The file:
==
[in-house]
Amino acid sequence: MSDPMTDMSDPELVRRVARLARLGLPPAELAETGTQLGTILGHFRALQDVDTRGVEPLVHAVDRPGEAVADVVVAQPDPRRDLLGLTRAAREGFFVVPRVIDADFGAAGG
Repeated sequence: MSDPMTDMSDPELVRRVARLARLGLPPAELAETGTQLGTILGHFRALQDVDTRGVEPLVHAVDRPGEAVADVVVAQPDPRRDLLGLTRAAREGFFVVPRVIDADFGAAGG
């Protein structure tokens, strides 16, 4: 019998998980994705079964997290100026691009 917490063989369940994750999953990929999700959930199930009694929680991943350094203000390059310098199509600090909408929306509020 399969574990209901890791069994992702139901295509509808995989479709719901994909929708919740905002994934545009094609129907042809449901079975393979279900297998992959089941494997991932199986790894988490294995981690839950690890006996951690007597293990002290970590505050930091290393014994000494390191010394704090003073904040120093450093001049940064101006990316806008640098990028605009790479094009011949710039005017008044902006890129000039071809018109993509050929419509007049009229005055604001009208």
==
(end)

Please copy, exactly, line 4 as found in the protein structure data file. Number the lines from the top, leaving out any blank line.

């Protein structure tokens, strides 16, 4: 019998998980994705079964997290100026691009 917490063989369940994750999953990929999700959930199930009694929680991943350094203000390059310098199509600090909408929306509020 399969574990209901890791069994992702139901295509509808995989479709719901994909929708919740905002994934545009094609129907042809449901079975393979279900297998992959089941494997991932199986790894988490294995981690839950690890006996951690007597293990002290970590505050930091290393014994000494390191010394704090003073904040120093450093001049940064101006990316806008640098990028605009790479094009011949710039005017008044902006890129000039071809018109993509050929419509007049009229005055604001009208």